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Telecom Italia CEO confident of victory over activist fund

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Telecom Italia CEO confident of victory over activist fund
Photo: Giuseppe Cacace/AFP
09:33 CEST+02:00
Telecom Italia's CEO poured scorn on Wednesday on an activist investor fund's chances of breaking telecommunications giant Vivendi's control of the Italian company, ahead of two key shareholders meetings.

In March activist fund Elliott called for six board members to resign at the April 24th shareholder's meeting of Telecom Italia (TIM), and proposed its own replacements for those it considered to be working in the interests of Vivendi, TIM's largest shareholder with a 24 percent stake.

However on March 22nd eight members of the TIM board announced their resignations and another shareholders meeting was called for May 4th to elect a new board.

Asked by daily La Stampa about the prospect of Elliott weakening Vivendi's control of TIM at the meeting, CEO Amos Genish said: "It's not realistic."

"We've got a good strategic plan and investors know this. I've met 120 in the last few weeks, and they ask for management continuity," he added.

Sometimes called a "vulture" fund, Elliott has regularly invested in companies in difficulty or whose shares it considers undervalued, and often engages in showdowns with those companies' management.

During March's salvo against TIM's management it said that it had an around five percent stake in TIM, but daily La Repubblica claims that Elliott nows holds 9.9 percent, citing "financial sources".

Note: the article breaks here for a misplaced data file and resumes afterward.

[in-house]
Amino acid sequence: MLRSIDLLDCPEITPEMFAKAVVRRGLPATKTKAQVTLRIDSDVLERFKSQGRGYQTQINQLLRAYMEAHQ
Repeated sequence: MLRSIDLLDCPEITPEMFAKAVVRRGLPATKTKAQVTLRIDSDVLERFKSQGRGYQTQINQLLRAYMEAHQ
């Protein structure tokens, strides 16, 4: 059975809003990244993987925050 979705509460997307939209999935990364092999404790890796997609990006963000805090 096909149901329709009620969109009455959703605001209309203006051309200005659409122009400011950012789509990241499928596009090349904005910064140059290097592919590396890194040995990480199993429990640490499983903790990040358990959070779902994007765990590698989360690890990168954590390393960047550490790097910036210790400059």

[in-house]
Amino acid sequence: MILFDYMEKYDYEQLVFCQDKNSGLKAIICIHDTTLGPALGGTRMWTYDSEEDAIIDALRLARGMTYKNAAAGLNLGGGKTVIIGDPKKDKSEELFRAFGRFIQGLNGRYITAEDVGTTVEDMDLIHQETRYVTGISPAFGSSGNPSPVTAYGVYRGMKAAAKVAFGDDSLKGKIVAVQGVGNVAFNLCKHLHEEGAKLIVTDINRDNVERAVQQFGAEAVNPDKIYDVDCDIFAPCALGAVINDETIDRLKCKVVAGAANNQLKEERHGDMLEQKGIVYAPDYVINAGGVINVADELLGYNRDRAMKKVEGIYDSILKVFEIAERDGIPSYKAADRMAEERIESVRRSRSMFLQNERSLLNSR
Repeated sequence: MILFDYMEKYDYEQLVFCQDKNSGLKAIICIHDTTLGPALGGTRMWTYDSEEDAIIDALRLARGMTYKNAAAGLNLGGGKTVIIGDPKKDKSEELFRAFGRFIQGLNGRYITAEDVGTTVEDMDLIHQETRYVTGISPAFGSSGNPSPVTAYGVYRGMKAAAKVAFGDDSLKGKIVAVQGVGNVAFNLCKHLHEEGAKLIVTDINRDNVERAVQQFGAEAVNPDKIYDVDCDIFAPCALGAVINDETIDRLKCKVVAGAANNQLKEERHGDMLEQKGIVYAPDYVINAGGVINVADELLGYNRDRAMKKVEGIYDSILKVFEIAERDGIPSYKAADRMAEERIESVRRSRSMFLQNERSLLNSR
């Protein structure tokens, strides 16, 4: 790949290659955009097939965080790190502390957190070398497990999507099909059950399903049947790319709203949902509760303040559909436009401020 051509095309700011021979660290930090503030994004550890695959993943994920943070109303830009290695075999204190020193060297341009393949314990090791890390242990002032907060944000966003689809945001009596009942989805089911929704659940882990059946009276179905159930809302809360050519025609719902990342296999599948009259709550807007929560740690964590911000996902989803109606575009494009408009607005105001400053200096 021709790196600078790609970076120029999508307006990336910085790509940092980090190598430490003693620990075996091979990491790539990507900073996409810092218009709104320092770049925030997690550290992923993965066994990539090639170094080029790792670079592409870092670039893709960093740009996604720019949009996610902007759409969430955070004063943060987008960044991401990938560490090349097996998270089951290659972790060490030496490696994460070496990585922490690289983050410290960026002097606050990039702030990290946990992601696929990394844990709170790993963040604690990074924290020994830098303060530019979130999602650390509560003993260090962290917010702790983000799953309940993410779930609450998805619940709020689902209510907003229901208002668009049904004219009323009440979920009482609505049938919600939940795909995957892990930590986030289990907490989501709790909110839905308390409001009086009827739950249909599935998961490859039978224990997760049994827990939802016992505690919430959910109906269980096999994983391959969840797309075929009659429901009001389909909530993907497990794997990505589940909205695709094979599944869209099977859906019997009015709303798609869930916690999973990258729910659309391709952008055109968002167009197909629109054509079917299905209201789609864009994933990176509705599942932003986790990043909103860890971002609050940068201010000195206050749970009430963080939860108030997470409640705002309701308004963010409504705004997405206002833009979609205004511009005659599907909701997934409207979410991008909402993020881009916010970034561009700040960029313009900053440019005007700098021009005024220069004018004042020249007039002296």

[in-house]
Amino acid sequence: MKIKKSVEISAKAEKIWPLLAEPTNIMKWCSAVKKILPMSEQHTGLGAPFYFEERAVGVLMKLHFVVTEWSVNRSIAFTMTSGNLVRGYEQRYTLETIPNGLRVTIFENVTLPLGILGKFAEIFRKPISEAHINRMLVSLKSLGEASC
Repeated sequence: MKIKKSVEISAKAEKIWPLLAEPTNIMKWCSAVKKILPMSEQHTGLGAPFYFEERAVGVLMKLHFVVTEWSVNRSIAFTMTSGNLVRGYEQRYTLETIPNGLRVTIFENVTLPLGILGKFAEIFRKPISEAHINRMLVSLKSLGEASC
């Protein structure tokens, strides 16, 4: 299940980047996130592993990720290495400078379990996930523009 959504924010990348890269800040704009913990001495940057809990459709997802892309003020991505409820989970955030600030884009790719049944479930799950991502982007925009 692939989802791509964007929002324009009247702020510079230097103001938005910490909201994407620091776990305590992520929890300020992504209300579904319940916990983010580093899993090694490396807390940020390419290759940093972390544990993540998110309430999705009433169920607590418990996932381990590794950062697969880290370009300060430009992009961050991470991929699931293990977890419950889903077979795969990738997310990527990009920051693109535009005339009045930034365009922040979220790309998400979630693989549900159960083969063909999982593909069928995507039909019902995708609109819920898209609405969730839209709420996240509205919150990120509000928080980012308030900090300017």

'Long-term partner'

Like many other former state monopoly operators TIM has had trouble in the face of heightened competition and rapid technological change.

Elliott blasted the 35 percent drop in the value of TIM's share price from when "Vivendi nominees" joined the board in December 2015 to "the day before our interest in the company was made public".

Israeli Genish, appointed last year as TIM's third CEO in as many years, is close to Vivendi's billionaire owner Vincent Bollore and insisted to La Stampa that the French company wasn't going anywhere.

"They have good intentions, a long-term industrial strategy and are ready to invest," he said.

"Vivendi is along-term partner for TIM."

Vivendi has de-facto control of the company thanks to its stranglehold on board and executive positions.

Among those who quit was executive chairman Arnaud de Puyfontaine, who is also Vivendi's CEO, and whom Elliot had sought to remove.

Genish said that de Puyfontaine will be candidate for chairman when Vivendi announces its "strong team" of candidates for the board on April 9th.

By Céline Cornu

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